Pacete: Gay language and politics: A ‘charot’?

RECENTLY, there was a toss among some people in politics on the issue of “who is who.” That was fun and funny. Any intelligential Filipino cannot just accept easily that the degree holders (M.A., Ph. D) in government will tackle socio-political issues using gay language.

Personally, I have nothing against gay language. Language is evolving. Our gay brothers (or sisters) have come up with their own words to make things easy for them. The goodness or the malice in the use of word always depends on the person. Our brother gays are in film industry, media, business world, and in rugged roads. We respect them and we expect them to be in our society.

Lately, a Department of Education official mentioned that there is nothing wrong with gay language and it is worth trying. (I hope it is not to be integrated in the K to 12 Program.) I cannot imagine (yet) a teacher (gay or non-gay) handling a class using gay language. If DepEd is serious, we can open a new course in our colleges and universities, “Bachelor of Science in Gay Language.” Is it worth trying?

We must admit that there are politicians who are gays. There is nothing wrong with that. They may be using gay language outside official business. There are also non-gay politicians (or gay also) who are using gay language even in official business (for the public to know). I haven’t heard Luis Quezon, Ramon Magsaysay, Fidel Ramos, or Benigno Aquino speak in gay language.

Some politicians (some only, not all) are comfortable with gay language. They want to “lafang” (eat) good food… raw or cooked. They want to “revo” (go around) with their friends who could be “umbao” (men) or “murae” (women). Politicians have their constitutional obligation to their constituency regardless of sex.

Good politicians are expected not to be “charat” (cheap) and “chaka” (ugly) in their delivery of public service. Government cannot be bad if politicians can always remain good. They have to consider the people whom they serve as “maharlika” (beloved). Some politicians are already “guramelz” (old) but people are still voting for them because they can be trusted.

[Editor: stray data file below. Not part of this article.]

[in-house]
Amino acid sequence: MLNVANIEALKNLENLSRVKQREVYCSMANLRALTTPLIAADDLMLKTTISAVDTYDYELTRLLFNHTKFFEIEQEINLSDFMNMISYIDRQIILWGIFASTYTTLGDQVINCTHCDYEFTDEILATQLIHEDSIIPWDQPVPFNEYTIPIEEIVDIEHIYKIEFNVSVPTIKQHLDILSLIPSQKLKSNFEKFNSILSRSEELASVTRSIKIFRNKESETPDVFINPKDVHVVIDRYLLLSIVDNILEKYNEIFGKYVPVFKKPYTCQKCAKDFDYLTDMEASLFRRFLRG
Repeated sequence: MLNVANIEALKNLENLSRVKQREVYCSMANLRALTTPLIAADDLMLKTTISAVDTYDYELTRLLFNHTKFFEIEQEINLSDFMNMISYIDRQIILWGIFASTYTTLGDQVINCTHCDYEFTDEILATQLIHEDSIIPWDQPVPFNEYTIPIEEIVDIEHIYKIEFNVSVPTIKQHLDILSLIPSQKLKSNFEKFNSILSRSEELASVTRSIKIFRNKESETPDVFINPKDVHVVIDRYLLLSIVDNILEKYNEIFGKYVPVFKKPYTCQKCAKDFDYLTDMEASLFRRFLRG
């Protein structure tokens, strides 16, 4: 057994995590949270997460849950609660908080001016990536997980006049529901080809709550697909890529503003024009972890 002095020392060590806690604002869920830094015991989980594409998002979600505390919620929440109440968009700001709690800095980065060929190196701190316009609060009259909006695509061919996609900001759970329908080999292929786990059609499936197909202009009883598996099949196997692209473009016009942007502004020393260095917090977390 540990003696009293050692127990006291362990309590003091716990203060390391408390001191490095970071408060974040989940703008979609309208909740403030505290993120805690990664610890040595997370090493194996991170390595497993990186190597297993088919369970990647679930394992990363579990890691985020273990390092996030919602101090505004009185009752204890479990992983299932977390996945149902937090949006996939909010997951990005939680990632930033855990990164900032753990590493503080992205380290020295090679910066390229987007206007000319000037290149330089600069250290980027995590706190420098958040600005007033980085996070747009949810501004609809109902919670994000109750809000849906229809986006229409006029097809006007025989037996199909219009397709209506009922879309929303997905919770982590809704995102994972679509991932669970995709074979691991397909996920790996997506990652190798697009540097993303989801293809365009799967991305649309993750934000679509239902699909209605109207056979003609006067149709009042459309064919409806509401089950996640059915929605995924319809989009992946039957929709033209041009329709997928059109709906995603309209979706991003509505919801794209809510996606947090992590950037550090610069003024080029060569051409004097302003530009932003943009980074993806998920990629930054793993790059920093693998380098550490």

There are erring politicians also. Some have “atush” (child or baby) outside of marriage. We know some “politicos” who have “jowawas” (girlfriends) other than their legal wife. Are they “Tom Jones” (hungry) for love? Maybe, they have just “datis” (money) and because they are “madatis” (rich), they attract more “murae” (women). If they are “shigadless” (poor), nobody would mind them.

I hope I am not “sala set” (wrong) in this. I can be “korel” (correct) if I say that some “guramelz” (old) politicians can even afford to provide their “jowawas” (girlfriends) with “kiao” (P1,000) just for simple snacks. The “kuripots” are just giving “bentelador” (P20) that is not even enough for soda and biscuit.

Gay language is already here in our society. Our “telenovelas” are loaded with gay characters using gay language. Students in colleges and universities are using gay terms to express themselves (or to backbite their friends and professors). Husbands and wives are comfortable with gay terms if they want to do something intimate (so that young children could not understand).

If gay language is used by politicians, let us respect the users as long as the sentences are not raunching. Gay language is not just for “charot” (joke). In the future, there may be a “Gay University,” an exclusive institution for gays and for non-gays who want to become gays. Nobody can tell. Biodiversity is always unpredictable.

I do not dream of a gay Philippines. When that time comes, I am dead already. Charot!


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